b. If	the only further action	to be performed	on any handle to  this
	     open file description is to close it, no action need be taken.

	  c. If	it is a	stream that is unbuffered, no action need be taken.

	  d. If	 it  is	 a stream that is line-buffered	and the	last character
	     written to	the stream was a newline (that is, as if a  putc('\n')
	     was  the most recent operation on that stream), no	action need be
	     taken.

	  e. If	it is a	stream that is open for	writing	 or  append  (but  not
	     also  open	 for reading), either an fflush(3C) shall occur	or the
	     stream shall be closed.

	  f. If	the stream is open for reading and it is at  the  end  of  the
	     file ( feof(3C) is	true), no action need be taken.

	  g. If	the stream is open with	a mode that allows reading and the un-
	     derlying open file	description refers to a	device that is capable
	     of	seeking, either	an fflush() shall occur	or the stream shall be
	     closed.

	  h. Otherwise,	the result is undefined.

       2. For the second handle: if any	previous active	handle	has  called  a
	  function that	explicitly changed the file offset, except as required
	  above	for the	first handle, the application shall perform an lseek()
	  or an	fseek(3C) (as appropriate to the type of the handle) to	an ap-
	  propriate location.

       3. If the active	handle ceases to be accessible before the requirements
	  on  the first	handle above have been met, the	state of the open file
	  description becomes undefined.  This might occur, for	example,  dur-
	  ing a	 fork()	or an _exit().

       4. The  exec  functions	shall  be  considered to make inaccessible all
	  streams that are open	at the time they are  called,  independent  of
	  what streams or file descriptors may be available to the new process
	  image.

       5. Implementation shall assure that an application, even	one consisting
	  of  several  processes, shall	yield correct results (no data is lost
	  or duplicated	when writing, all data is written in order, except  as
	  requested by seeks) when the rules above are followed, regardless of
	  the sequence of handles used.	 If the	rules above are	not  followed,
	  the  result is unspecified. When these rules are followed, it	is im-
	  plementation defined whether,	and under what conditions,  all	 input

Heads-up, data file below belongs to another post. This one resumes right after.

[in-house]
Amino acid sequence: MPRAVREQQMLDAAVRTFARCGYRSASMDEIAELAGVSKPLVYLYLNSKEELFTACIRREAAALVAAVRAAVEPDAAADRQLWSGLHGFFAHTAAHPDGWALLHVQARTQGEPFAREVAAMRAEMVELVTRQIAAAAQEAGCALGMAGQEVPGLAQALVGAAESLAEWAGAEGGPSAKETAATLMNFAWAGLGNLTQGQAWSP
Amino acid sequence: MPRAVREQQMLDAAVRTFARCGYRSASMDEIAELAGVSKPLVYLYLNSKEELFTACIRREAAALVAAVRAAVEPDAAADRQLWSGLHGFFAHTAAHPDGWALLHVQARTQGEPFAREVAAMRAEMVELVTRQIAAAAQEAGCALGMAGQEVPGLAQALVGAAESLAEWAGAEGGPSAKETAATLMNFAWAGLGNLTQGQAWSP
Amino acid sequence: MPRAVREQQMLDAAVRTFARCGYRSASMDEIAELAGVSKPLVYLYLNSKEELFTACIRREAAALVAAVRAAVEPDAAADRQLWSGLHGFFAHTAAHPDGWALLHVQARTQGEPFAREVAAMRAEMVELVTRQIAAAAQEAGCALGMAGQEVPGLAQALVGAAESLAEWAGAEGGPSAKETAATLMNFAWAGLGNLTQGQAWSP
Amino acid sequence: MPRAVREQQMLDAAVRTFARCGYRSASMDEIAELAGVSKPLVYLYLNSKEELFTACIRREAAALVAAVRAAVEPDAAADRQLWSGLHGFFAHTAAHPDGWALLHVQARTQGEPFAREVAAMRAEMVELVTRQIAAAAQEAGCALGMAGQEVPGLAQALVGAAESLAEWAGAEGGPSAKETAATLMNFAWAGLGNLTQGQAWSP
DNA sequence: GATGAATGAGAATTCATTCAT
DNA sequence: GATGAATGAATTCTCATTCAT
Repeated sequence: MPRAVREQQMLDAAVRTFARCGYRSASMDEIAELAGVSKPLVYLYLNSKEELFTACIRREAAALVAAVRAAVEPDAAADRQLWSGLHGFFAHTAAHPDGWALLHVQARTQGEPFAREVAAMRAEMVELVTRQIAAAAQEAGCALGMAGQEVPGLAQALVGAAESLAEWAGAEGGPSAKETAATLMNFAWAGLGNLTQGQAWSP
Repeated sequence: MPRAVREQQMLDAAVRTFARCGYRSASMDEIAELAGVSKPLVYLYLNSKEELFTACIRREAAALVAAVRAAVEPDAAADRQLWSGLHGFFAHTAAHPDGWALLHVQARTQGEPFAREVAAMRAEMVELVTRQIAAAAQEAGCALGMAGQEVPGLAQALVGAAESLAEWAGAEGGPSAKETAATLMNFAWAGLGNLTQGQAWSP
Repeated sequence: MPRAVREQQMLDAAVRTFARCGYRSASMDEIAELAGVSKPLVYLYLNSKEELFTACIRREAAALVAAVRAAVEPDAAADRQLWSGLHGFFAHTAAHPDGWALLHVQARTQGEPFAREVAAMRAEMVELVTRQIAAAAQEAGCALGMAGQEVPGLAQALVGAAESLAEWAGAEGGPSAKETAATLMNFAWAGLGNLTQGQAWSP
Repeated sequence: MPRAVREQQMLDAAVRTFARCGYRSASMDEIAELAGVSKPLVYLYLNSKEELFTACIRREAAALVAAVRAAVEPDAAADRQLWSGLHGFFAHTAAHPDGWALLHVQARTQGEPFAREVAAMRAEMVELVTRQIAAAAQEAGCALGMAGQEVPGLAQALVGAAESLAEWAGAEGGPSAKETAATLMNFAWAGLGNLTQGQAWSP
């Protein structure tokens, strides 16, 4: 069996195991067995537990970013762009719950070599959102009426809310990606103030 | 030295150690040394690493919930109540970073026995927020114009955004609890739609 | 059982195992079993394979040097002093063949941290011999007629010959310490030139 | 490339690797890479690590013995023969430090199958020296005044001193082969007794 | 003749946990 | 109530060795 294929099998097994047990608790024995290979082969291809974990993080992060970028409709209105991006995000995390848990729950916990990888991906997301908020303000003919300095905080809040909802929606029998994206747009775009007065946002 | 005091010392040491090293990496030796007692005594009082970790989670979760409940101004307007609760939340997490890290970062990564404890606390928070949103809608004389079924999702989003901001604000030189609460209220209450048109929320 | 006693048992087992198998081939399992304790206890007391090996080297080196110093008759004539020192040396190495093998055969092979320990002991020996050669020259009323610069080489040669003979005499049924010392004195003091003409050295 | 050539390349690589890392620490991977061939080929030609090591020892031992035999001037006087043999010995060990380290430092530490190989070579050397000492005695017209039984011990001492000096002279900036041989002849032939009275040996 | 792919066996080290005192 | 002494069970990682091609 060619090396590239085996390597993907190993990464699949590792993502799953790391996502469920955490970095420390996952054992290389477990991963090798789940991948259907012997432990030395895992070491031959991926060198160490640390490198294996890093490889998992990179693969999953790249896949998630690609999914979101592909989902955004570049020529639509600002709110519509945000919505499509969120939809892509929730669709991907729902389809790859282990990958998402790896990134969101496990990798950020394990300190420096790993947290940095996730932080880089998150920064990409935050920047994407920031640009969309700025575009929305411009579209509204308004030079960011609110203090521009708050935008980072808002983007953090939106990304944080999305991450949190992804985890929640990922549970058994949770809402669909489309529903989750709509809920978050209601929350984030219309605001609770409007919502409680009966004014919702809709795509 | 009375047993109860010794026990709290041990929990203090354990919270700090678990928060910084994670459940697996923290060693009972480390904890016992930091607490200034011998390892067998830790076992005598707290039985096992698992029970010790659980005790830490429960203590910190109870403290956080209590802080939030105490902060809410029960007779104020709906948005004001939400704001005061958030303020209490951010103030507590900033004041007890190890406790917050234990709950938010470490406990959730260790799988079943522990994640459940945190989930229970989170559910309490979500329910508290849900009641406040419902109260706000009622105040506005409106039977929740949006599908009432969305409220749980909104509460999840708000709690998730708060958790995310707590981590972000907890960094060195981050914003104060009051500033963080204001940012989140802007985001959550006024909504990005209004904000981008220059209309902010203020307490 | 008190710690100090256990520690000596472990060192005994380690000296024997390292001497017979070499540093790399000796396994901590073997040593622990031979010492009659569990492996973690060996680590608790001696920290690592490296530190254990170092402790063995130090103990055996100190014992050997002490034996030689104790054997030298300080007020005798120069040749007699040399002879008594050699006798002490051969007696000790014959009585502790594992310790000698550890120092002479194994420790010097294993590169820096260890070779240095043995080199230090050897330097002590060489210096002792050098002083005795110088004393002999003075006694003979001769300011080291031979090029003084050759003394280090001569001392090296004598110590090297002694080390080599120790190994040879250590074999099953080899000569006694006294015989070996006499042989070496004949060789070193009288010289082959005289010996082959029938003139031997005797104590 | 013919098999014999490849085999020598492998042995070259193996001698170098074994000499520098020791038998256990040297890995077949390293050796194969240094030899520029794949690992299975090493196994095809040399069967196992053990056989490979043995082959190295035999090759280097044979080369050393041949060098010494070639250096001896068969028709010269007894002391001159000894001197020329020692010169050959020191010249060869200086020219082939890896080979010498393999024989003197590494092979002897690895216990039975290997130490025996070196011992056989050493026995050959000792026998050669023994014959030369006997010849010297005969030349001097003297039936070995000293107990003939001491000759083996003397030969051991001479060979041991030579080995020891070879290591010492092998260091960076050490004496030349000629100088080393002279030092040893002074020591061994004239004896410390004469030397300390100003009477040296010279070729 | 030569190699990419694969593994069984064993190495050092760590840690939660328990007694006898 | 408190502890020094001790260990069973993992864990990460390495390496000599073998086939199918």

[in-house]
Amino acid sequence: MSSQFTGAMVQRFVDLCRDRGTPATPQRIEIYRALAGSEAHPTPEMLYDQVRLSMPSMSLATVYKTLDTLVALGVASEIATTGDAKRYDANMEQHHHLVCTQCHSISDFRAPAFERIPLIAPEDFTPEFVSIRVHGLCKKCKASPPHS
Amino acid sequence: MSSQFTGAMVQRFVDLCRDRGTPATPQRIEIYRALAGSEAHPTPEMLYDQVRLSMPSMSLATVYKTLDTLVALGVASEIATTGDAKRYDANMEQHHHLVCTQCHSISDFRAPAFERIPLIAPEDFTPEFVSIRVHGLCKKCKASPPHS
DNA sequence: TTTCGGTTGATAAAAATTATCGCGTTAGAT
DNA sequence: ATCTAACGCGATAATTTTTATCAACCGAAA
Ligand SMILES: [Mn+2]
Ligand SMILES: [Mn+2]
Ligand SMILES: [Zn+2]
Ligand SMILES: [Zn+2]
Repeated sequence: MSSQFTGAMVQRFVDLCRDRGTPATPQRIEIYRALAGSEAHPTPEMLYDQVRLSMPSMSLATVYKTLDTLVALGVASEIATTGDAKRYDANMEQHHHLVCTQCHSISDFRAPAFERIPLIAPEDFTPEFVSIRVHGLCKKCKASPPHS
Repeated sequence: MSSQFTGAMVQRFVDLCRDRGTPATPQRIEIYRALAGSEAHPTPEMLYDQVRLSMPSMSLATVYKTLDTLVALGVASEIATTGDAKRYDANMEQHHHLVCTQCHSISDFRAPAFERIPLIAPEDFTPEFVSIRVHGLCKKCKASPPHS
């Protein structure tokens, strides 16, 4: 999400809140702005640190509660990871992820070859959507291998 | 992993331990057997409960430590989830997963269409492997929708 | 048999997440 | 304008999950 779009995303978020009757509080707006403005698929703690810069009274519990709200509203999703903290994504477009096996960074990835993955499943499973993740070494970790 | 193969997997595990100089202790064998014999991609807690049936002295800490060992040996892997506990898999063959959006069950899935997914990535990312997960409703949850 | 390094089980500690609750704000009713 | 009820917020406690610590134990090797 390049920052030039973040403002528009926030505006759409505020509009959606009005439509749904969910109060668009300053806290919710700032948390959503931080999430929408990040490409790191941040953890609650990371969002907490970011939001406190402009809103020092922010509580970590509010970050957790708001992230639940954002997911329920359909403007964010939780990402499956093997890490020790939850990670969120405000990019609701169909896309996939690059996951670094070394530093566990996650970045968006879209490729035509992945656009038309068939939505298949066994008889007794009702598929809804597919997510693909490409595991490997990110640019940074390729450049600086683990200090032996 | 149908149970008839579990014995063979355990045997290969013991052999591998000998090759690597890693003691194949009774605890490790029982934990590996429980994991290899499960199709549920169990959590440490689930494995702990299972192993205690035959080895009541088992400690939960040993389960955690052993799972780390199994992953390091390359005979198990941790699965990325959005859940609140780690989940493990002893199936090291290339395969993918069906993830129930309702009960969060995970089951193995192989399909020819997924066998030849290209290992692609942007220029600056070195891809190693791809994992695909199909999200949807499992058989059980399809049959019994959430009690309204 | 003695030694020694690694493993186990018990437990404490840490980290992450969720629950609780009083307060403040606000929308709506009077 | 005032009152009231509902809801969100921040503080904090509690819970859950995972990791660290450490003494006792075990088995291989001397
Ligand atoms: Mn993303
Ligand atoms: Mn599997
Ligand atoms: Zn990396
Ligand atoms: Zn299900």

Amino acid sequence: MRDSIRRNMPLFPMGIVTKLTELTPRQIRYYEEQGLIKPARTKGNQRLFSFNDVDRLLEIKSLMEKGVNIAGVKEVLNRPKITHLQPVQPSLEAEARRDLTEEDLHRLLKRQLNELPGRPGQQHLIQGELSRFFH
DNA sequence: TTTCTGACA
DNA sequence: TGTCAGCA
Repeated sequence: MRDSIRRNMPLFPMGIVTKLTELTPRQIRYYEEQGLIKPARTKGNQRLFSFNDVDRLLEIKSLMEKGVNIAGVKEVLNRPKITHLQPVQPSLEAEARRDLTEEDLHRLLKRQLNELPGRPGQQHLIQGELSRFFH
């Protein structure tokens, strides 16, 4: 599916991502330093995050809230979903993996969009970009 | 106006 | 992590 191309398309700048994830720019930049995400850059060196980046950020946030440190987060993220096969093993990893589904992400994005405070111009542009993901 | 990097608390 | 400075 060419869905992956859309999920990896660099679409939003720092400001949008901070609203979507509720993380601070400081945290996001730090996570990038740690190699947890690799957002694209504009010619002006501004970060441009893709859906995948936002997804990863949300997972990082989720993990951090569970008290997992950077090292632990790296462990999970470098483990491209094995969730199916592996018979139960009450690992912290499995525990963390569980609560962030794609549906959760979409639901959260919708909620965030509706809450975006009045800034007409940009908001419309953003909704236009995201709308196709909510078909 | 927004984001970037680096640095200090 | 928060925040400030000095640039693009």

is seen exactly once.

   Use of stdio	in Multithreaded Applications
       All the stdio functions are safe	unless they have the _unlocked suffix.
       Each FILE pointer has its own lock to guarantee that  only  one	thread
       can  access  it.	 In the	case that output needs to be synchronized, the
       lock for	the FILE pointer can be	acquired before	performing a series of
       stdio operations.  For example:

       FILE iop;
       flockfile(iop);
       fprintf(iop, "hello ");
       fprintf(iop, "world);
       fputc(iop, 'a');
       funlockfile(iop);

       will  print  everything out together, blocking other threads that might
       want to write to	the same file between calls to fprintf().

       An unlocked interface is	available in case performace is	an issue.
	For example:

       flockfile(iop);
       while (!feof(iop)) {
	       *c++ = getc_unlocked(iop);
       }
       funlockfile(iop);

RETURN VALUES
       Invalid stream pointers usually cause grave disorder, possibly  includ-
       ing  program termination. Individual function descriptions describe the
       possible	error conditions.

SEE ALSO
       close(2), lseek(2), open(2), pipe(2), read(2),  write(2),  ctermid(3C),
       cuserid(3C),  fclose(3C),  ferror(3C), fopen(3C), fread(3C), fseek(3C),
       flockfile(3C), getc(3C),	 gets(3C),  popen(3C),	printf(3C),  putc(3C),
       puts(3C),  scanf(3C),  setbuf(3C), system(3C), tmpfile(3C), tmpnam(3C),
       ungetc(3C)

SunOS 5.9			  22 Jan 1993			     stdio(3C)

NAME | SYNOPSIS | DESCRIPTION | RETURN VALUES | SEE ALSO